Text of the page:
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Roth IRA Conversion – You Are Now “On the Clock”

October 16, 2012

For those of us that are sports fans, both football and basketball drafts are once a year events that require a great deal of strategy and preparedness on the part of the drafting teams.  For example during the NBA draft, a team only has 5 minutes to decide what choice to make once they are “on the clock”.   Now something far more important is now on the clock – your IRA.

Less than ninety days separate almost 50 Million IRA households from a critical decision that may impact their retirement – and even their heirs.

It’s mostly about taxes.  If you have a SEP, Traditional, Simple IRA1, or a retirement that can be rolled into an IRA this year, regardless of your income, you can elect to convert those funds to a Roth IRA.  Here is the difficult decision – pay taxes voluntarily now, or later when you take a distribution.

This year brings an additional complexity to the decision – where will individual tax rates be in 2013 and how will your marginal tax rate be affected?   If Congress does nothing, the Bush era tax cuts will expire, and the top federal income tax rates will rise from 35% to 39.6%, an increase of 15%. For those fortunate IRA holders that are in the top bracket, a decision to convert their traditional IRA to a Roth IRA in 2012 may come at a 15% discount than if they wait a few months until 2013.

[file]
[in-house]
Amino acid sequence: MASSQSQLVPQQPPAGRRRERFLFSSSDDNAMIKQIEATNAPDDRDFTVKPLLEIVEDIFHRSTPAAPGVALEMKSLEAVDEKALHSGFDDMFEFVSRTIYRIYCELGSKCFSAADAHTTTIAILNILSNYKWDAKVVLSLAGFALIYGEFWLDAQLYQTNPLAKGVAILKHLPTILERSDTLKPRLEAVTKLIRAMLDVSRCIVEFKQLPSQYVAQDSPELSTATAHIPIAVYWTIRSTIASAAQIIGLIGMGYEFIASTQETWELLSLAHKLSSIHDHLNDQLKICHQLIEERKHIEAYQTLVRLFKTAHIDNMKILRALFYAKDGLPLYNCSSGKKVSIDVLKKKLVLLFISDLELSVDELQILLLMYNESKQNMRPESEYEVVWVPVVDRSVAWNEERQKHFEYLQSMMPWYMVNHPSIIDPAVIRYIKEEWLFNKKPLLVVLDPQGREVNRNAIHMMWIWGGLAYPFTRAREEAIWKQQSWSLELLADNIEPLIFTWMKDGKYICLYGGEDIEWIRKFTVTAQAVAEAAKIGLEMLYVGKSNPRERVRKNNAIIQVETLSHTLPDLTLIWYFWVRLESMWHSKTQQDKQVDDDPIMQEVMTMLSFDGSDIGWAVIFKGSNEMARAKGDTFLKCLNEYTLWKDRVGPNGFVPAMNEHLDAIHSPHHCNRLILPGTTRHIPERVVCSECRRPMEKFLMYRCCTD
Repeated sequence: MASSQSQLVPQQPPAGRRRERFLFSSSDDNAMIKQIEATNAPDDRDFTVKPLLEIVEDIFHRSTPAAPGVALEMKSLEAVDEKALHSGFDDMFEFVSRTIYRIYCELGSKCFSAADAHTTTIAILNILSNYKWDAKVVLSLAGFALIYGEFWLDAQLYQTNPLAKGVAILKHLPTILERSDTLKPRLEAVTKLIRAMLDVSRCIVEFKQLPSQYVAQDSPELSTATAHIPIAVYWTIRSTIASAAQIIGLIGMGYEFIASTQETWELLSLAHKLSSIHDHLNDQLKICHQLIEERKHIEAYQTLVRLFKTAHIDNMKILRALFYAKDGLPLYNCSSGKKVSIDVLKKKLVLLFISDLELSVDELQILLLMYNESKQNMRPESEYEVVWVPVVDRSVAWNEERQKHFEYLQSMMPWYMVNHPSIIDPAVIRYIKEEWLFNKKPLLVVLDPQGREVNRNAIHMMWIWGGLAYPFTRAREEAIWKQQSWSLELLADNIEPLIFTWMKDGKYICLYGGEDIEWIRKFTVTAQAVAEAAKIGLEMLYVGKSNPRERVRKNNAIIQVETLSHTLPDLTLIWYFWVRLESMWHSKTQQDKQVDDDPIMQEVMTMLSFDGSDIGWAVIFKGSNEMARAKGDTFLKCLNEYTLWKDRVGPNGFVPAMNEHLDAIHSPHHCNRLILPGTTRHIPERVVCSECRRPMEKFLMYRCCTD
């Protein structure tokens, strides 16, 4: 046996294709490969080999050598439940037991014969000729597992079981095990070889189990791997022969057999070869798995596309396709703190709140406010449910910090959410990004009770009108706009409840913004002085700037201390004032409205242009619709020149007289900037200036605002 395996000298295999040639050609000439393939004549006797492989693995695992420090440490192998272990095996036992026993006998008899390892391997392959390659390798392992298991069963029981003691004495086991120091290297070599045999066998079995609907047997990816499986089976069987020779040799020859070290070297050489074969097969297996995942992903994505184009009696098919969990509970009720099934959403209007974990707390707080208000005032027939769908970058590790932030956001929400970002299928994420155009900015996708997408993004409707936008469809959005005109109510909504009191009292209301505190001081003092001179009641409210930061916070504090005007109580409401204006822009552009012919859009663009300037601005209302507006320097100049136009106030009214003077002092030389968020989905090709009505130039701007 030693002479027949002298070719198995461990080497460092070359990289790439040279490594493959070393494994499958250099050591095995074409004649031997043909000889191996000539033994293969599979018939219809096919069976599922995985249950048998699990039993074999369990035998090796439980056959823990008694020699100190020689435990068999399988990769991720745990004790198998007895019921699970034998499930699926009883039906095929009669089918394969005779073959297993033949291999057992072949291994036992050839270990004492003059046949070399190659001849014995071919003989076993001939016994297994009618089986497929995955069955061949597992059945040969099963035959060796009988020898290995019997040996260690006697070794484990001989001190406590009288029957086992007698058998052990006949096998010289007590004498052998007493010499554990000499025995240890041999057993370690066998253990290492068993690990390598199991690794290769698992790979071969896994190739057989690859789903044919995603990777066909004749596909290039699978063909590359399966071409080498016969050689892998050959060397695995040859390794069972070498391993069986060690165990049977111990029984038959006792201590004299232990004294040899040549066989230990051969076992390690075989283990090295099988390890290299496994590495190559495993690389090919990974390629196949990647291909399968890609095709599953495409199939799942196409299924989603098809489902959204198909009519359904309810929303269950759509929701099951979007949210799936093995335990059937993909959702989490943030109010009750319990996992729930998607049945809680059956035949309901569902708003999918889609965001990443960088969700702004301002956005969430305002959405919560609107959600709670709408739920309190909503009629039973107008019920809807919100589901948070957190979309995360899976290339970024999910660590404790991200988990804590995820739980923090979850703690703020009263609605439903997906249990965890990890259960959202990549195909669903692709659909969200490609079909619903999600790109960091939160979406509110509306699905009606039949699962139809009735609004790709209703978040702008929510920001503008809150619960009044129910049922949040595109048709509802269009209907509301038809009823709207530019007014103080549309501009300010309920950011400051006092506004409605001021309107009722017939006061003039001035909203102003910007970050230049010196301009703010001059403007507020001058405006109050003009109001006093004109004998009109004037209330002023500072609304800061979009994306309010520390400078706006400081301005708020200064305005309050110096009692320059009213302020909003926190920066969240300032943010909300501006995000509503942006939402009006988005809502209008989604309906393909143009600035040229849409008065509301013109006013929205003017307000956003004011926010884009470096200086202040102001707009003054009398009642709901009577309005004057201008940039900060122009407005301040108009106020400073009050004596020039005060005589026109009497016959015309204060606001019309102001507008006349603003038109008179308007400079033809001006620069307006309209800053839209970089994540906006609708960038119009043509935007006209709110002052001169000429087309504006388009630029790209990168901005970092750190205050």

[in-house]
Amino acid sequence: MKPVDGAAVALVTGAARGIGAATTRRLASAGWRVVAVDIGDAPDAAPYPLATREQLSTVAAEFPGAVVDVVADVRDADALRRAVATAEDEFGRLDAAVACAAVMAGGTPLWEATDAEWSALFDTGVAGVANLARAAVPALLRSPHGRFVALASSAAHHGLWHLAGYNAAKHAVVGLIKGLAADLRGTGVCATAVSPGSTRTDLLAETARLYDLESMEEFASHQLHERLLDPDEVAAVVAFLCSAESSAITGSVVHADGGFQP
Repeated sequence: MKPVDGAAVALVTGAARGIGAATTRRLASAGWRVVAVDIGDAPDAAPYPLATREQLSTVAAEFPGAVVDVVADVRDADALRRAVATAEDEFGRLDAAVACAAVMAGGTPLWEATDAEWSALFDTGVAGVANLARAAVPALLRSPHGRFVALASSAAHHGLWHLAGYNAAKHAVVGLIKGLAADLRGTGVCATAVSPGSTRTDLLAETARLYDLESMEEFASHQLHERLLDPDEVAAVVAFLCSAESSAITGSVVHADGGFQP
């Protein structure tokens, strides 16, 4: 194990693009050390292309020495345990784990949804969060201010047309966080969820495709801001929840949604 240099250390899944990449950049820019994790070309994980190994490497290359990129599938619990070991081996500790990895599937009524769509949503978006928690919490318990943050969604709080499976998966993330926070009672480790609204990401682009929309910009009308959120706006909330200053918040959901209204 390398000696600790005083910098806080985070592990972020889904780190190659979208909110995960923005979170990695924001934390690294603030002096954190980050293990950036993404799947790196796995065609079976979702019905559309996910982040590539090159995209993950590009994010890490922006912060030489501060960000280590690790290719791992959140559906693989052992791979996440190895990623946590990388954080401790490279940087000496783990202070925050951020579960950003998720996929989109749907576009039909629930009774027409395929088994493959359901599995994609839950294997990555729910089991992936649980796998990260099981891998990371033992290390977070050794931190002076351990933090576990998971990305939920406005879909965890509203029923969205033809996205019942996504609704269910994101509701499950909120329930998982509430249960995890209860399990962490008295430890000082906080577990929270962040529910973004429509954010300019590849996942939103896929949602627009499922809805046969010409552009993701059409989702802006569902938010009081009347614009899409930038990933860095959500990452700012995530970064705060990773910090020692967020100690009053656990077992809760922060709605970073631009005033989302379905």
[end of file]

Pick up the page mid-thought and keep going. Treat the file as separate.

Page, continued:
Perhaps your taxes in 2012 will be lower due to diminished earning or write-offs.  This may also provide the impetus to make at least a partial conversion this year at a lower personal rate.

Here are a few positive reasons to do a Roth IRA conversion:

  • Never face a Required Minimum Distribution after the age of 70.5 years old.  As a matter of fact, you need never to withdraw those funds.
  • The heirs to your Roth IRA will also not have to pay taxes on their distributions.
  • Of course, any distributions you take from your Roth IRA once achieving the age of 59.5 are free of any federal taxation.
  • If you hold an asset that you expect to appreciate significantly, convert while the tax basis is low, and enjoy the gains tax free.

Potential drawbacks of a Roth IRA Conversion

  • The tax rate in your retirement years will be significantly lower than the tax rate paid for your conversion.
  • The investment in your converted Roth account decreases in value.
  • The additional money used to pay the taxes on the Roth conversion is no longer available for investment and represents  a significant lost opportunity.

There are hundreds of Roth calculators on-line which will allow you make your own forecasts and come to a decision that best fits your situation.  By all means, work with your financial or tax professional to discuss whether you need to make a move to a Roth IRA this year.  Unlike making your IRA contribution, the deadline for Roth conversions in 2012 tax year ends at midnight on Dec 31st this year.

1 Simple Plans must be held at least two years prior to conversion


Glen Mather is President of NuView IRA, Inc., a leading self-directed IRA administrator in Florida. He can be contacted at 407-367-3472 or [email protected]